' Every author or playwright has a distinct ‘voice’; how they apply their words through expression and the use of language. This is how we [the audience or reader], can tell the difference between Lady Macbeth’s personality and ambitions, and the woman in the Laboratory’s. Robert Browning has chosen the medium of poem, and Shakespeare is a playwright. Although very different forms of literature, both writers manage to convey solid characters through their own methods. For instance, Lady Macbeth is strong willed; an example of this is when she persuades her husband to kill King Duncan, and when he hesitates at the thought, she says ‘…we’ll not fail!’ This gives Macbeth the assurance he needs to go on, showing he also respects his wife and trusts her judgement, or that he is slightly scared of her – she is a formidable character, ‘…infirm of purpose…’. We can also say the lady in the Laboratory is also exceptionally motivated, wanting to kill her lovers new girlfriend, ‘…say ‘no!’, to that pulses… come-and-go’. She is also an intimidating character, ‘…quick – is it finished?’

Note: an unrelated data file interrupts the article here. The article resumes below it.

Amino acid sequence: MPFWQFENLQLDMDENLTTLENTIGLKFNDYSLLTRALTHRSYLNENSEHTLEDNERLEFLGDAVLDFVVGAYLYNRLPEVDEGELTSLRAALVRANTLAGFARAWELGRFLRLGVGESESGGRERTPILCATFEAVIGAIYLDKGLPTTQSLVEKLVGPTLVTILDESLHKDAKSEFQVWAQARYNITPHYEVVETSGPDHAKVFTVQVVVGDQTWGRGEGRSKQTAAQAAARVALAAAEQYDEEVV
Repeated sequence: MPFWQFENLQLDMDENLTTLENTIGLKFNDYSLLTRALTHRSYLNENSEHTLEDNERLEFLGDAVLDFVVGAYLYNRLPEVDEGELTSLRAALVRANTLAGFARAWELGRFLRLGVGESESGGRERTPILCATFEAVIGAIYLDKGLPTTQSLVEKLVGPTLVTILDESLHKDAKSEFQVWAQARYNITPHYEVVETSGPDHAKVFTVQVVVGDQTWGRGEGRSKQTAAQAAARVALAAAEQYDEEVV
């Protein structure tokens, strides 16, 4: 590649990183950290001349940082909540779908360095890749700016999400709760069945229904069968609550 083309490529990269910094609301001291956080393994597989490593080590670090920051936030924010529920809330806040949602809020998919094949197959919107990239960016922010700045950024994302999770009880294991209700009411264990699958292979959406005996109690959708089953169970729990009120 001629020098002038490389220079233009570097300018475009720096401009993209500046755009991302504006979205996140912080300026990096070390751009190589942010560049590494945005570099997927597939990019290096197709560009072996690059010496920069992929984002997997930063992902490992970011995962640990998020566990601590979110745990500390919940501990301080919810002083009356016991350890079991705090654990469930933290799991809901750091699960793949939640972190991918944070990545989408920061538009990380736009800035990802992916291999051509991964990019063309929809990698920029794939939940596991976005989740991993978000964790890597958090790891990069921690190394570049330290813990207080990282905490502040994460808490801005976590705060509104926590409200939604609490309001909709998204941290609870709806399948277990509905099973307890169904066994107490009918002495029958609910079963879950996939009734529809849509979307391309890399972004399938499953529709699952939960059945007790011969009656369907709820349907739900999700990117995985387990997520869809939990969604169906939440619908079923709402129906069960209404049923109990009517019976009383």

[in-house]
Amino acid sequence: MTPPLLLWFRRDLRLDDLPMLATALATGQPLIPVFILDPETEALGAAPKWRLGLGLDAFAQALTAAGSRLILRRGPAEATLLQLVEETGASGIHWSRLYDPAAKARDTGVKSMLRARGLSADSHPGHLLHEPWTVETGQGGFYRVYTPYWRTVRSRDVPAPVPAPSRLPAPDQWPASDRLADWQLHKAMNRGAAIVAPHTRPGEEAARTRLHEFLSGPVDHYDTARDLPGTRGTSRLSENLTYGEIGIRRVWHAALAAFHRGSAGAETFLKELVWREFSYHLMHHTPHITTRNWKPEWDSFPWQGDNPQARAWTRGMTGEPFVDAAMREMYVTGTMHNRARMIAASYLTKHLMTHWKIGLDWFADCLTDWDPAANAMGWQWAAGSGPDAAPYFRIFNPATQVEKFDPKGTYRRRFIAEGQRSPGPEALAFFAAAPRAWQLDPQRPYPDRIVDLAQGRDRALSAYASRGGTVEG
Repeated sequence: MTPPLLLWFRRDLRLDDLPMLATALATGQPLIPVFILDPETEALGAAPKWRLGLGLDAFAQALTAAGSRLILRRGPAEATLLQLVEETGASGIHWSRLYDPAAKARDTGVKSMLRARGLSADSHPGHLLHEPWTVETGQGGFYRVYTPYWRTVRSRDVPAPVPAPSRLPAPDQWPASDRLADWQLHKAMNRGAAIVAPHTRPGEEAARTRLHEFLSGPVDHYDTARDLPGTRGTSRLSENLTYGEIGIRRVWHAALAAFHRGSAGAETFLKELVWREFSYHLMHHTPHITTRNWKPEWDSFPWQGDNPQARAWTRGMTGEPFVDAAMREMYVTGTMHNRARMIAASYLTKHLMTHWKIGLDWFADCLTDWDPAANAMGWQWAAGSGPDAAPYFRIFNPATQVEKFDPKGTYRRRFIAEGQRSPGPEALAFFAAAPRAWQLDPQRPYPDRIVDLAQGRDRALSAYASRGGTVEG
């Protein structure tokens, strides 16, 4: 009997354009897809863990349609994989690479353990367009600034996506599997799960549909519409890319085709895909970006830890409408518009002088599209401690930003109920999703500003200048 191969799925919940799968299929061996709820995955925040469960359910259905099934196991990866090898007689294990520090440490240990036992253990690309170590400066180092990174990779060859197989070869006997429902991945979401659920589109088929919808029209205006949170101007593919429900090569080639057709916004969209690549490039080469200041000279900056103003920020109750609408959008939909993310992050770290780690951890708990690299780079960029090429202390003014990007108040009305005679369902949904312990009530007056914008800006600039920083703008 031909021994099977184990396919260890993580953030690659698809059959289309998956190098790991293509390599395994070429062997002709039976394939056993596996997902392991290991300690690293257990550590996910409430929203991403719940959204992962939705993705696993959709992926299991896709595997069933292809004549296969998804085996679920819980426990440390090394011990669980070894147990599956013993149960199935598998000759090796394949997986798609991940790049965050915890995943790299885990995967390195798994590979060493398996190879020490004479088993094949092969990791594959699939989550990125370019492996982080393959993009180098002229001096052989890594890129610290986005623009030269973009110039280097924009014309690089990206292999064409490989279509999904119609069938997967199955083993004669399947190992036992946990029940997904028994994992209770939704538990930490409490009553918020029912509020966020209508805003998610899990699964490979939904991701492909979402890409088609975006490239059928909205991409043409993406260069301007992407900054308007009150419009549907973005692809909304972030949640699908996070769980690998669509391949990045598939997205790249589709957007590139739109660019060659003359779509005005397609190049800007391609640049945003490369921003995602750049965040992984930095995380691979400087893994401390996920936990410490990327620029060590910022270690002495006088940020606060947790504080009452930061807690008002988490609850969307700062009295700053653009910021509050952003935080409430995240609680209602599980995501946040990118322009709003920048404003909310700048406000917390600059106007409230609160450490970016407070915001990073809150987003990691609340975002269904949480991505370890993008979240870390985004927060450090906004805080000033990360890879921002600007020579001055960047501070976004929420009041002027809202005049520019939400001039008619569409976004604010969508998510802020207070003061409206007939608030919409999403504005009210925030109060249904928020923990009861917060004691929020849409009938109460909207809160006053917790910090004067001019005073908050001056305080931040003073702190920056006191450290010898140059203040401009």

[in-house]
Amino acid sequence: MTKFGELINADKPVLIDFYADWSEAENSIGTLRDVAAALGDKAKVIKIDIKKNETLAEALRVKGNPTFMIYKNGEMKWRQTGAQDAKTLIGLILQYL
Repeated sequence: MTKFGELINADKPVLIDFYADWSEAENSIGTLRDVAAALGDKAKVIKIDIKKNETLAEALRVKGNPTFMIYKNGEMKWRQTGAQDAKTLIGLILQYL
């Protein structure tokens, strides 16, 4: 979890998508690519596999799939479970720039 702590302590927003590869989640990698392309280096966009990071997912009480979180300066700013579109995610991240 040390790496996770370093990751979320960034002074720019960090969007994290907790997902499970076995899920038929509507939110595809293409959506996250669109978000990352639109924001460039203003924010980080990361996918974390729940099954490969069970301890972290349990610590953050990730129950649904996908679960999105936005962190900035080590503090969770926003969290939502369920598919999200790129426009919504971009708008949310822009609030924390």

We can see that Lady Macbeth and the woman in the Laboratory are very similar people, but with dissimilar situations – the Laboratory lady isn’t striving to be Queen and Lady Macbeth does not want to kill Macbeth. However, they both don’t mind killing other people ‘…should drop dead…’, and are both driven by love and determination ‘…screw your courage to the sticking place...’. To add to this, they are both dangerously jealous of other people – King Duncan for Lady Macbeth, as she wants to be Queen and Macbeth King, and the girlfriend of the woman in the Laboratory’s lover, as she wants to be with him and not her.
When we, as the audience/reader, first meet Lady Macbeth she is reading a letter sent to her, from Macbeth. The letter is about Macbeths meeting with the three ‘…weird sisters…’, [or the witches, as they are later known as]. He goes on to tell her about their prophecies they...
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